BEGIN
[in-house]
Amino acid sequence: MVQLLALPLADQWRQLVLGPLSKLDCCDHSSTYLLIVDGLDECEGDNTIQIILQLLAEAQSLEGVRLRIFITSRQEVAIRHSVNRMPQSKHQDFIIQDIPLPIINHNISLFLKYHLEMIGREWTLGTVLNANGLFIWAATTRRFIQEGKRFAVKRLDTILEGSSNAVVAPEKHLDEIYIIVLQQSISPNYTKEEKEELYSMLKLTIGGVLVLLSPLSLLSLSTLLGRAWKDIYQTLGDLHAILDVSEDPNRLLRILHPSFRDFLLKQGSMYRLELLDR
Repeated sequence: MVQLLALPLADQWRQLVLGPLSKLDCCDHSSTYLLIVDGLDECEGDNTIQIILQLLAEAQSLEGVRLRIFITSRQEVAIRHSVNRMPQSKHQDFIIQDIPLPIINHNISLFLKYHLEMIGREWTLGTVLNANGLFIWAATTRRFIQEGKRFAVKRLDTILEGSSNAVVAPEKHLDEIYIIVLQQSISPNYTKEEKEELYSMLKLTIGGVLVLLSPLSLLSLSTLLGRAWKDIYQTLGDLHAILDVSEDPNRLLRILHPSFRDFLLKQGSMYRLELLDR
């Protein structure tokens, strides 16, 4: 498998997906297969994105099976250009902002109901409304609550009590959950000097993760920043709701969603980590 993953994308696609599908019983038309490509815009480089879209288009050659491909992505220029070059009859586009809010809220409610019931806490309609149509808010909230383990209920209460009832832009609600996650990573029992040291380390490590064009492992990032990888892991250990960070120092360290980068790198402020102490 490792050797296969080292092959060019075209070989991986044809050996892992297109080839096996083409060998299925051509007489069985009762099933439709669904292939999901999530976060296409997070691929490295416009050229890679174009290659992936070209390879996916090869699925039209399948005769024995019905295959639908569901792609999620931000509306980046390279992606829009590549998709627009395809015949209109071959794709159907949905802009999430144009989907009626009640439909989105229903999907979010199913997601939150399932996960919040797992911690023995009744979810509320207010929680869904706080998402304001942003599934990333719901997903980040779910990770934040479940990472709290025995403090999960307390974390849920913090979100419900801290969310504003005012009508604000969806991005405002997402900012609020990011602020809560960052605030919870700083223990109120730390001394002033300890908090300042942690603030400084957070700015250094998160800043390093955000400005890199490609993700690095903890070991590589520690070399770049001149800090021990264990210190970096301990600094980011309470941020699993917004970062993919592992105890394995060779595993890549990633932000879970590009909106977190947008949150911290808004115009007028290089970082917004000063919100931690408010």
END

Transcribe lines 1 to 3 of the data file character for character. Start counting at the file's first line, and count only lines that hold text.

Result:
[in-house]
Amino acid sequence: MVQLLALPLADQWRQLVLGPLSKLDCCDHSSTYLLIVDGLDECEGDNTIQIILQLLAEAQSLEGVRLRIFITSRQEVAIRHSVNRMPQSKHQDFIIQDIPLPIINHNISLFLKYHLEMIGREWTLGTVLNANGLFIWAATTRRFIQEGKRFAVKRLDTILEGSSNAVVAPEKHLDEIYIIVLQQSISPNYTKEEKEELYSMLKLTIGGVLVLLSPLSLLSLSTLLGRAWKDIYQTLGDLHAILDVSEDPNRLLRILHPSFRDFLLKQGSMYRLELLDR
Repeated sequence: MVQLLALPLADQWRQLVLGPLSKLDCCDHSSTYLLIVDGLDECEGDNTIQIILQLLAEAQSLEGVRLRIFITSRQEVAIRHSVNRMPQSKHQDFIIQDIPLPIINHNISLFLKYHLEMIGREWTLGTVLNANGLFIWAATTRRFIQEGKRFAVKRLDTILEGSSNAVVAPEKHLDEIYIIVLQQSISPNYTKEEKEELYSMLKLTIGGVLVLLSPLSLLSLSTLLGRAWKDIYQTLGDLHAILDVSEDPNRLLRILHPSFRDFLLKQGSMYRLELLDR